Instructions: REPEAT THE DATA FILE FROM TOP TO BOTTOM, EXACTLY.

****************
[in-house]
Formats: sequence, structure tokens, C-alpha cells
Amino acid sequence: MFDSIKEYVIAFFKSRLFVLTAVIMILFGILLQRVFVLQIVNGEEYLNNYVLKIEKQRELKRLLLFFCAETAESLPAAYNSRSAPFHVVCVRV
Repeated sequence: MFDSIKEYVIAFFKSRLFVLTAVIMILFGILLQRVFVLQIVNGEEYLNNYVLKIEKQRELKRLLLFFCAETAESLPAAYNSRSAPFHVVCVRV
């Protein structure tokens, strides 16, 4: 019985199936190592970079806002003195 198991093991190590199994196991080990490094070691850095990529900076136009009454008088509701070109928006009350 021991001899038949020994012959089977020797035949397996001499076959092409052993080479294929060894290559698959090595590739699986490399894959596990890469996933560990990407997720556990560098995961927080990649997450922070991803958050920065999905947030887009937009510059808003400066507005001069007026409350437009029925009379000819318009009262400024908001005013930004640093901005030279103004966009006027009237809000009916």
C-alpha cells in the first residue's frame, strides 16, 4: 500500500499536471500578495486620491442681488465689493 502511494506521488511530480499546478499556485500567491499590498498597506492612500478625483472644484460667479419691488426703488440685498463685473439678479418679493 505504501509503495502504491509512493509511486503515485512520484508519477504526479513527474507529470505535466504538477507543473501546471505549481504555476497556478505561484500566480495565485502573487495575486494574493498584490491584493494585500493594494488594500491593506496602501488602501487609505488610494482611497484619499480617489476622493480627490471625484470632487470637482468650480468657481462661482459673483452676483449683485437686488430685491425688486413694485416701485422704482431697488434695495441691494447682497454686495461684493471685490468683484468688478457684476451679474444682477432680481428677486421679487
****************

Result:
[in-house]
Formats: sequence, structure tokens, C-alpha cells
Amino acid sequence: MFDSIKEYVIAFFKSRLFVLTAVIMILFGILLQRVFVLQIVNGEEYLNNYVLKIEKQRELKRLLLFFCAETAESLPAAYNSRSAPFHVVCVRV
Repeated sequence: MFDSIKEYVIAFFKSRLFVLTAVIMILFGILLQRVFVLQIVNGEEYLNNYVLKIEKQRELKRLLLFFCAETAESLPAAYNSRSAPFHVVCVRV
């Protein structure tokens, strides 16, 4: 019985199936190592970079806002003195 198991093991190590199994196991080990490094070691850095990529900076136009009454008088509701070109928006009350 021991001899038949020994012959089977020797035949397996001499076959092409052993080479294929060894290559698959090595590739699986490399894959596990890469996933560990990407997720556990560098995961927080990649997450922070991803958050920065999905947030887009937009510059808003400066507005001069007026409350437009029925009379000819318009009262400024908001005013930004640093901005030279103004966009006027009237809000009916």
C-alpha cells in the first residue's frame, strides 16, 4: 500500500499536471500578495486620491442681488465689493 502511494506521488511530480499546478499556485500567491499590498498597506492612500478625483472644484460667479419691488426703488440685498463685473439678479418679493 505504501509503495502504491509512493509511486503515485512520484508519477504526479513527474507529470505535466504538477507543473501546471505549481504555476497556478505561484500566480495565485502573487495575486494574493498584490491584493494585500493594494488594500491593506496602501488602501487609505488610494482611497484619499480617489476622493480627490471625484470632487470637482468650480468657481462661482459673483452676483449683485437686488430685491425688486413694485416701485422704482431697488434695495441691494447682497454686495461684493471685490468683484468688478457684476451679474444682477432680481428677486421679487